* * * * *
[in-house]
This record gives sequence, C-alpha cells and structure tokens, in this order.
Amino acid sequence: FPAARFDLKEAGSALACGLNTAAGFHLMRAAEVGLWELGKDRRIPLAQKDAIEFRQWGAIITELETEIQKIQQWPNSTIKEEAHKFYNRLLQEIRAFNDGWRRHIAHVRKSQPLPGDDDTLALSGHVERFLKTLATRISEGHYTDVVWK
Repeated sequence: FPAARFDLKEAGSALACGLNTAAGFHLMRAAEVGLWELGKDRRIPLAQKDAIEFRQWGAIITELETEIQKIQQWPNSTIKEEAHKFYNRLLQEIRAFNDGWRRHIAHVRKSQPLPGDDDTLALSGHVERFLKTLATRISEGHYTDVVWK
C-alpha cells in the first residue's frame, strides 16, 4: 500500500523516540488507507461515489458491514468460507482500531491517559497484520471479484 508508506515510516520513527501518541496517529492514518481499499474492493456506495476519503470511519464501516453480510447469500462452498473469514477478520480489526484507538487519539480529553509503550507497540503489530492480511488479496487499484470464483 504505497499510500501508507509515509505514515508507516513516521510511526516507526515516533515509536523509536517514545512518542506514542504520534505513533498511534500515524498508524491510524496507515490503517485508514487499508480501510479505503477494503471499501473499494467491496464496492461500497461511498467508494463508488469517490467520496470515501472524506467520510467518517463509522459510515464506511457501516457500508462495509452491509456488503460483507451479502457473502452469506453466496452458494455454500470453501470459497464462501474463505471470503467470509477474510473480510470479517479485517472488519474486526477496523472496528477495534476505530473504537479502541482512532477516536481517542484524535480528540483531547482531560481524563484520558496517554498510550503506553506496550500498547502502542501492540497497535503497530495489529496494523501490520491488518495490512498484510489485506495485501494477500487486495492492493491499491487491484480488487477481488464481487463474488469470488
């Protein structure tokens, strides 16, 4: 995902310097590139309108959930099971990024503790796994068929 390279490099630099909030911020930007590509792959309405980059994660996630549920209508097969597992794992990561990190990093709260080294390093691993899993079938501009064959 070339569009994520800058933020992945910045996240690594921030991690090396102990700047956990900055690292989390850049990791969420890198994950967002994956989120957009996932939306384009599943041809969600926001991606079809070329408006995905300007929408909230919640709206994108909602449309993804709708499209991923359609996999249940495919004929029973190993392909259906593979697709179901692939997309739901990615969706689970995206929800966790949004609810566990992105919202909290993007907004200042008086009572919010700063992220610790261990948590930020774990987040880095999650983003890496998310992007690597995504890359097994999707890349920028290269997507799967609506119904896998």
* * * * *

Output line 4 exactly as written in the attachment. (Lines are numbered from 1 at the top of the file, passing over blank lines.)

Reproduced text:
Repeated sequence: FPAARFDLKEAGSALACGLNTAAGFHLMRAAEVGLWELGKDRRIPLAQKDAIEFRQWGAIITELETEIQKIQQWPNSTIKEEAHKFYNRLLQEIRAFNDGWRRHIAHVRKSQPLPGDDDTLALSGHVERFLKTLATRISEGHYTDVVWK